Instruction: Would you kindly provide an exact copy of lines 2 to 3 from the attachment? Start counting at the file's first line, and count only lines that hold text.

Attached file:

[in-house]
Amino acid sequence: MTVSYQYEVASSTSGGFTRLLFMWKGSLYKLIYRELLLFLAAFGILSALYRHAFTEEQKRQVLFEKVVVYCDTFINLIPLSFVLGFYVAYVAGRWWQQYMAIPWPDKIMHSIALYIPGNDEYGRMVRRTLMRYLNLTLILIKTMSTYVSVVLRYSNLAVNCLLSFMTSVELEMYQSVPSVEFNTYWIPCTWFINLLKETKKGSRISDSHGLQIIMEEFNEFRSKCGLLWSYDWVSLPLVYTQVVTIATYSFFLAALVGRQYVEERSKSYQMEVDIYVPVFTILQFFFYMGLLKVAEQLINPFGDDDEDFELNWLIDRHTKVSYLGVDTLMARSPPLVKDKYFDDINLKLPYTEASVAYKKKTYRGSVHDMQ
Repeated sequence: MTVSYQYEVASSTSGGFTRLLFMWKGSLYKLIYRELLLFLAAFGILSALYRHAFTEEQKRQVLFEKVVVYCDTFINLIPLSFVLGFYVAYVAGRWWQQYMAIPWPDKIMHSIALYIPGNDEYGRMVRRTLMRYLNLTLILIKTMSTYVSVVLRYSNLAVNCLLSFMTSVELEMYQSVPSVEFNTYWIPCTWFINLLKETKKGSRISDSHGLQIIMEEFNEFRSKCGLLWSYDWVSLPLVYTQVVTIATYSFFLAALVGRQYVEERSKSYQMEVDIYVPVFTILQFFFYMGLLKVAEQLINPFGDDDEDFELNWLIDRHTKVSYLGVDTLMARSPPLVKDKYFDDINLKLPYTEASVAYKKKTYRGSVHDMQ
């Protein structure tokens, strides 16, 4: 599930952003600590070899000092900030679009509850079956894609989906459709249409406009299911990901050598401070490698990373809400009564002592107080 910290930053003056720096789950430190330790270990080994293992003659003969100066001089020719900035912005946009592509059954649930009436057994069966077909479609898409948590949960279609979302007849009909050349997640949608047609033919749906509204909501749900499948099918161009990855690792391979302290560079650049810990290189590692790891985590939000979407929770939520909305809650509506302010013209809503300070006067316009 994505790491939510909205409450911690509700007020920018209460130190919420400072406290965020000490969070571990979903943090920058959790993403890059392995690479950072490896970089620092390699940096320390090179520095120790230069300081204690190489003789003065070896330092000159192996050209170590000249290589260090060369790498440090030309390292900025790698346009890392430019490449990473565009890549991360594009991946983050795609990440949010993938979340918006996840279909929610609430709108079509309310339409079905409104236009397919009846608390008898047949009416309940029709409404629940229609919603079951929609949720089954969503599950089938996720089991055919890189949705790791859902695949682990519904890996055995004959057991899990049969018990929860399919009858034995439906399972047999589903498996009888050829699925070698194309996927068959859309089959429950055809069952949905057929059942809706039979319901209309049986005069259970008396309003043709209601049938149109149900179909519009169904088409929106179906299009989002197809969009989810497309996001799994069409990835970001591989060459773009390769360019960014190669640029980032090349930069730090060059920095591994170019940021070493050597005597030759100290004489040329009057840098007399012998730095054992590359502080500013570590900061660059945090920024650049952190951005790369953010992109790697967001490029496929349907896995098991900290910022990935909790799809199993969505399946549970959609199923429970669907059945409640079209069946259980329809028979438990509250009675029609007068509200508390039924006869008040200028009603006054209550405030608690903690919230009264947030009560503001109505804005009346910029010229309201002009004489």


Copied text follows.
Amino acid sequence: MTVSYQYEVASSTSGGFTRLLFMWKGSLYKLIYRELLLFLAAFGILSALYRHAFTEEQKRQVLFEKVVVYCDTFINLIPLSFVLGFYVAYVAGRWWQQYMAIPWPDKIMHSIALYIPGNDEYGRMVRRTLMRYLNLTLILIKTMSTYVSVVLRYSNLAVNCLLSFMTSVELEMYQSVPSVEFNTYWIPCTWFINLLKETKKGSRISDSHGLQIIMEEFNEFRSKCGLLWSYDWVSLPLVYTQVVTIATYSFFLAALVGRQYVEERSKSYQMEVDIYVPVFTILQFFFYMGLLKVAEQLINPFGDDDEDFELNWLIDRHTKVSYLGVDTLMARSPPLVKDKYFDDINLKLPYTEASVAYKKKTYRGSVHDMQ
Repeated sequence: MTVSYQYEVASSTSGGFTRLLFMWKGSLYKLIYRELLLFLAAFGILSALYRHAFTEEQKRQVLFEKVVVYCDTFINLIPLSFVLGFYVAYVAGRWWQQYMAIPWPDKIMHSIALYIPGNDEYGRMVRRTLMRYLNLTLILIKTMSTYVSVVLRYSNLAVNCLLSFMTSVELEMYQSVPSVEFNTYWIPCTWFINLLKETKKGSRISDSHGLQIIMEEFNEFRSKCGLLWSYDWVSLPLVYTQVVTIATYSFFLAALVGRQYVEERSKSYQMEVDIYVPVFTILQFFFYMGLLKVAEQLINPFGDDDEDFELNWLIDRHTKVSYLGVDTLMARSPPLVKDKYFDDINLKLPYTEASVAYKKKTYRGSVHDMQ